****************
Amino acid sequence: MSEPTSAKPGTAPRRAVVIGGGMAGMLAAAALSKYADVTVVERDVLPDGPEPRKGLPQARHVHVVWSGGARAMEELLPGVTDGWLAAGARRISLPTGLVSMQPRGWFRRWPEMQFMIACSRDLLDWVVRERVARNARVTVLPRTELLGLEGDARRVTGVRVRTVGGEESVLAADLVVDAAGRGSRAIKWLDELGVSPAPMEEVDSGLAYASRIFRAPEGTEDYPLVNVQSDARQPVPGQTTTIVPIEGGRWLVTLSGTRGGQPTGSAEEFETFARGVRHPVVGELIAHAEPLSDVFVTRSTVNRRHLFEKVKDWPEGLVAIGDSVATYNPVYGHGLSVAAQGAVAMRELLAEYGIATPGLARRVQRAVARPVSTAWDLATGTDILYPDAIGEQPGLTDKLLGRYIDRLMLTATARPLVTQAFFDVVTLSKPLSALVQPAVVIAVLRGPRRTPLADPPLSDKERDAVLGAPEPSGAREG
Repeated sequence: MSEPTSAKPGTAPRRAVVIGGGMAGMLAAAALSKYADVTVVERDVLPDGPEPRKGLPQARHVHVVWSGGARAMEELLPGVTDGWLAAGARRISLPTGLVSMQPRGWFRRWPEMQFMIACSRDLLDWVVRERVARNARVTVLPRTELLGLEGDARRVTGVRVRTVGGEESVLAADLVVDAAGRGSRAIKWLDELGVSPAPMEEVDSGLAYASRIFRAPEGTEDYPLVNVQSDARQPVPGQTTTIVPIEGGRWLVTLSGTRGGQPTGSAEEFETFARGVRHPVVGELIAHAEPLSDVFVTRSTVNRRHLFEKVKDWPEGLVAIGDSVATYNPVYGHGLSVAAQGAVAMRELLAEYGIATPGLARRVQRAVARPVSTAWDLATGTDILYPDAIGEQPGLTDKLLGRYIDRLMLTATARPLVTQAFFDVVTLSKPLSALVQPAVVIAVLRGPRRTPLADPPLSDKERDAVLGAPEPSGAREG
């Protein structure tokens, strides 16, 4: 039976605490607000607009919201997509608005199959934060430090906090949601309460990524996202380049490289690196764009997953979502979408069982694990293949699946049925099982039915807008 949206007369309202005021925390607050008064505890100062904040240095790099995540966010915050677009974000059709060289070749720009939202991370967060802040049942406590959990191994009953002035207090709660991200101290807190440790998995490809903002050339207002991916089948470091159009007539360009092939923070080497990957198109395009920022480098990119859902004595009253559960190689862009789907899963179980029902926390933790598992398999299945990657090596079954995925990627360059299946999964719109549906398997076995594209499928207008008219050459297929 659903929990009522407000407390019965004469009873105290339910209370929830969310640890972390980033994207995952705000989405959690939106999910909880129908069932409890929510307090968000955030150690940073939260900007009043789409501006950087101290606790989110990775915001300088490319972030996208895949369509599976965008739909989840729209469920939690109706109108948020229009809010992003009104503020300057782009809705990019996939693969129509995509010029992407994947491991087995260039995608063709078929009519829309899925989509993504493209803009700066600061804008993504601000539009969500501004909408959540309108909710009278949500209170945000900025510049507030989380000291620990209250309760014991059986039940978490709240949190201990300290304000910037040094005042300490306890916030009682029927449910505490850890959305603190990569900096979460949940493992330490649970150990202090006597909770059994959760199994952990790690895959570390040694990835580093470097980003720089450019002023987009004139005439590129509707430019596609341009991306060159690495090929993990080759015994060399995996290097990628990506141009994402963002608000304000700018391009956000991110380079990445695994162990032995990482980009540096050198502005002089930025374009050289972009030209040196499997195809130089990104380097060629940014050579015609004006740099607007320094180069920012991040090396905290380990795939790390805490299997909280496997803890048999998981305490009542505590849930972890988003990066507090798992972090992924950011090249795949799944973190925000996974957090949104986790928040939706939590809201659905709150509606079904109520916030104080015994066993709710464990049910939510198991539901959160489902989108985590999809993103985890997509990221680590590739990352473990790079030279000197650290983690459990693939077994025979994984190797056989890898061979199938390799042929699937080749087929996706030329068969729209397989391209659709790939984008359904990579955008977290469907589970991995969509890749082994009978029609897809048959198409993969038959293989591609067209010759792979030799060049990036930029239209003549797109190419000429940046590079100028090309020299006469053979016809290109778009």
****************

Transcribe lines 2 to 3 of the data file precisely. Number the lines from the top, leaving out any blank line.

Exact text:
Repeated sequence: MSEPTSAKPGTAPRRAVVIGGGMAGMLAAAALSKYADVTVVERDVLPDGPEPRKGLPQARHVHVVWSGGARAMEELLPGVTDGWLAAGARRISLPTGLVSMQPRGWFRRWPEMQFMIACSRDLLDWVVRERVARNARVTVLPRTELLGLEGDARRVTGVRVRTVGGEESVLAADLVVDAAGRGSRAIKWLDELGVSPAPMEEVDSGLAYASRIFRAPEGTEDYPLVNVQSDARQPVPGQTTTIVPIEGGRWLVTLSGTRGGQPTGSAEEFETFARGVRHPVVGELIAHAEPLSDVFVTRSTVNRRHLFEKVKDWPEGLVAIGDSVATYNPVYGHGLSVAAQGAVAMRELLAEYGIATPGLARRVQRAVARPVSTAWDLATGTDILYPDAIGEQPGLTDKLLGRYIDRLMLTATARPLVTQAFFDVVTLSKPLSALVQPAVVIAVLRGPRRTPLADPPLSDKERDAVLGAPEPSGAREG
């Protein structure tokens, strides 16, 4: 039976605490607000607009919201997509608005199959934060430090906090949601309460990524996202380049490289690196764009997953979502979408069982694990293949699946049925099982039915807008 949206007369309202005021925390607050008064505890100062904040240095790099995540966010915050677009974000059709060289070749720009939202991370967060802040049942406590959990191994009953002035207090709660991200101290807190440790998995490809903002050339207002991916089948470091159009007539360009092939923070080497990957198109395009920022480098990119859902004595009253559960190689862009789907899963179980029902926390933790598992398999299945990657090596079954995925990627360059299946999964719109549906398997076995594209499928207008008219050459297929 659903929990009522407000407390019965004469009873105290339910209370929830969310640890972390980033994207995952705000989405959690939106999910909880129908069932409890929510307090968000955030150690940073939260900007009043789409501006950087101290606790989110990775915001300088490319972030996208895949369509599976965008739909989840729209469920939690109706109108948020229009809010992003009104503020300057782009809705990019996939693969129509995509010029992407994947491991087995260039995608063709078929009519829309899925989509993504493209803009700066600061804008993504601000539009969500501004909408959540309108909710009278949500209170945000900025510049507030989380000291620990209250309760014991059986039940978490709240949190201990300290304000910037040094005042300490306890916030009682029927449910505490850890959305603190990569900096979460949940493992330490649970150990202090006597909770059994959760199994952990790690895959570390040694990835580093470097980003720089450019002023987009004139005439590129509707430019596609341009991306060159690495090929993990080759015994060399995996290097990628990506141009994402963002608000304000700018391009956000991110380079990445695994162990032995990482980009540096050198502005002089930025374009050289972009030209040196499997195809130089990104380097060629940014050579015609004006740099607007320094180069920012991040090396905290380990795939790390805490299997909280496997803890048999998981305490009542505590849930972890988003990066507090798992972090992924950011090249795949799944973190925000996974957090949104986790928040939706939590809201659905709150509606079904109520916030104080015994066993709710464990049910939510198991539901959160489902989108985590999809993103985890997509990221680590590739990352473990790079030279000197650290983690459990693939077994025979994984190797056989890898061979199938390799042929699937080749087929996706030329068969729209397989391209659709790939984008359904990579955008977290469907589970991995969509890749082994009978029609897809048959198409993969038959293989591609067209010759792979030799060049990036930029239209003549797109190419000429940046590079100028090309020299006469053979016809290109778009």